By Tom Hayes - Oxford City Council Cabinet Member for Zero Carbon Oxford

IT’S 2020, the start of a new decade. The start of the new century feels a very long time ago because of the many ways our world is changing so quickly. In a turbulent world, it may be reassuring to know that Oxford, and the people living in it, have always engineered social and technological change, particularly when it comes to how we get around.

In 2017, the city and county councils proposed a Zero Emission Zone for 2020 because your right to clean air and health is under attack from lethal emissions from polluting vehicles. It’s now 2020 and, after listening to your views all the way through these years, the commitment to bring in a Zero Emission Zone (ZEZ) this year is being honoured.

When we consulted on the ZEZ in 2017, Oxford’s public overwhelmingly told us to go further.

We live in a different world today, one where the need to go further has been made clear by the world’s top scientists and concerned citizens.

Our climate is changing for the worse and emissions from polluting vehicles are to blame. Vehicles are second only to buildings as the leading cause of carbon emissions in the city, and we’re all starting to see the harmful effect of climate breakdown on our lives. So, we’ll be going further with our ZEZ in 2020.

Oxford Mail:

We’ve strengthened our original plans in three ways. First, we’re being more ambitious about what counts as a zero-emission vehicle, so that our ZEZ is a purer one. Second, our scheme will charge commuters who drive polluting vehicles in and out of the city centre streets which make up the first phase of the ZEZ (the so-called red zone). Third, while we’re consulting on this red zone, we’re already planning the next expansion, a big bang across the rest of the centre by 2022 (the green zone) and, ultimately, a citywide zero emissions zone.

It’s right to start a discussion about big changes at an early stage. That’s why we first shared proposal for a city centre Zero Emission Zone in 2017. It’s why we want to share the big idea of expanding the overall scheme with the possible creation of that green zone.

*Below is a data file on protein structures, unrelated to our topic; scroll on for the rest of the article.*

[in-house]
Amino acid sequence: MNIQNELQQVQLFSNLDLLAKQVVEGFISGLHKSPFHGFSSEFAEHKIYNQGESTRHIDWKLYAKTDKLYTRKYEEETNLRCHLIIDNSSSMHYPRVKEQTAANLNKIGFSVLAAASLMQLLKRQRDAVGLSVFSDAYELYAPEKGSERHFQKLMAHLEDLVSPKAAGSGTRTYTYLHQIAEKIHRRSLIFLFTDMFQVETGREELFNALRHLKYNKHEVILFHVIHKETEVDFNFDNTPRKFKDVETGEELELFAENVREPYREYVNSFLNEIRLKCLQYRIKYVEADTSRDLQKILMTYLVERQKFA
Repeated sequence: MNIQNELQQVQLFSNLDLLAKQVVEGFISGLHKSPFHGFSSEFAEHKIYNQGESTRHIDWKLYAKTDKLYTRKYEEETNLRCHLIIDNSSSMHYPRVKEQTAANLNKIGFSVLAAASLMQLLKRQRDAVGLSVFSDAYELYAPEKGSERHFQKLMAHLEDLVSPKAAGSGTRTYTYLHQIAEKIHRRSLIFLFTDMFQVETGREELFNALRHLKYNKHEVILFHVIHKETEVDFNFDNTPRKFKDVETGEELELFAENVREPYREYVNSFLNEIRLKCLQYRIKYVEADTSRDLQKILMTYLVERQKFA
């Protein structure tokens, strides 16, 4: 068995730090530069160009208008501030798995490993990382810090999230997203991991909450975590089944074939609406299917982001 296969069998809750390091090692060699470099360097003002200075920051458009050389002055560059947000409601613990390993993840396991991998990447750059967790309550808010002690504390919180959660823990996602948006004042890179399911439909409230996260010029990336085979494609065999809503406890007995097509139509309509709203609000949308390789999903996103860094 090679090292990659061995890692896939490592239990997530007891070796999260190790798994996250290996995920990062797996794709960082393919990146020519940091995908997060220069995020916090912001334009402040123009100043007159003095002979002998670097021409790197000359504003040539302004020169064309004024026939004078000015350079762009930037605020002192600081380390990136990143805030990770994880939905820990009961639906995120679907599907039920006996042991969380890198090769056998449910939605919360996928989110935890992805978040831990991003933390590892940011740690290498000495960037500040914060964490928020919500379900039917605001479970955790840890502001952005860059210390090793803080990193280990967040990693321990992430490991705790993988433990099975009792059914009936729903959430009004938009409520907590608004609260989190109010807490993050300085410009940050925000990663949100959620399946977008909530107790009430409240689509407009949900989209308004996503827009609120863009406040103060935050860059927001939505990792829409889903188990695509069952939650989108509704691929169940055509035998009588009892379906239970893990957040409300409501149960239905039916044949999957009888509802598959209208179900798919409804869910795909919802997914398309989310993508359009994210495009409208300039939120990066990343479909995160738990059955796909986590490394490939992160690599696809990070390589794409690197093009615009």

To be able to drive in the inner Red and outer Green Zones of the city centre free of charge, commuters might need to do so behind the wheel of a zero-emission vehicle. There could be similar exemptions and discounts in the Green Zone from 2021 or 2022. We will develop our proposals generally and further consult, including on how the Green Zone will work, though we expect to enforce the ZEZ through automated number recognition cameras.

Oxford Mail:

This is the same type of scheme as used in other cities to enforce emission requirements, but for the first time in the UK for a city centre zero emission zone. Zero emission vehicles would be able to drive in the zone free of charge. Other vehicles would have to pay £10 per day (rising to £20 per day from December 2024) to drive in the zone between 7am and 7pm. There would be discounts and exemptions for some road users, including residents. We’re continuing to roll out hundreds of EV charging points across the city, and this year alone there will be a minimum of 400 installed, many of them the speediest chargers on offer.

Buses and Oxford licensed Hackney Carriages which drive within the Zone have already agreed timelines for zero emissions fleets across Oxford. We’re supporting both transport providers by investing millions of pounds in the retrofitting of buses to a high standard and installing electric hackney cab charging points. It’s crucially important that the city’s buses can replace fossil fuel car use in terms of being green, affordable, and frequent.

Oxford Mail:

One of the most important roles of a council is to protect everyone within our communities and enable the flourishing of the places we care about. That means cleaning the lethal air we’re breathing and meeting our climate emergency not merely in the heart of our city, not simply citywide by 2030, but in all parts of Oxfordshire. It’s right that Banbury and Bicester, and Witney and Wantage, should have their own ZEZ and we want to share the lessons we’ve learned on our own journey to zero emissions.

By providing leadership, we intend to do the right thing by our communities, but we also want to drive change among transport providers and manufacturers and Government. Many times we’ve been told by key figures in the electric vehicle sector, related industries, and even the Government, that our ambition for a historic Zero Emission Zone is driving positive change.

The Government has promised to ban the sale of all new fossil fuel vehicles from 2040. They say they will build a Zero Carbon Britain by 2050. Our councils take it as read that policy and funding should emerge in order to achieve these goals, but we’re waiting to get any sense of direction from the Government.

We simply cannot wait decades to start making changes. We just can’t put your children’s lungs at risk.

We can’t delay action to address climate change, and that’s why we’re introducing a historic first Zero Emission Zone in 2020.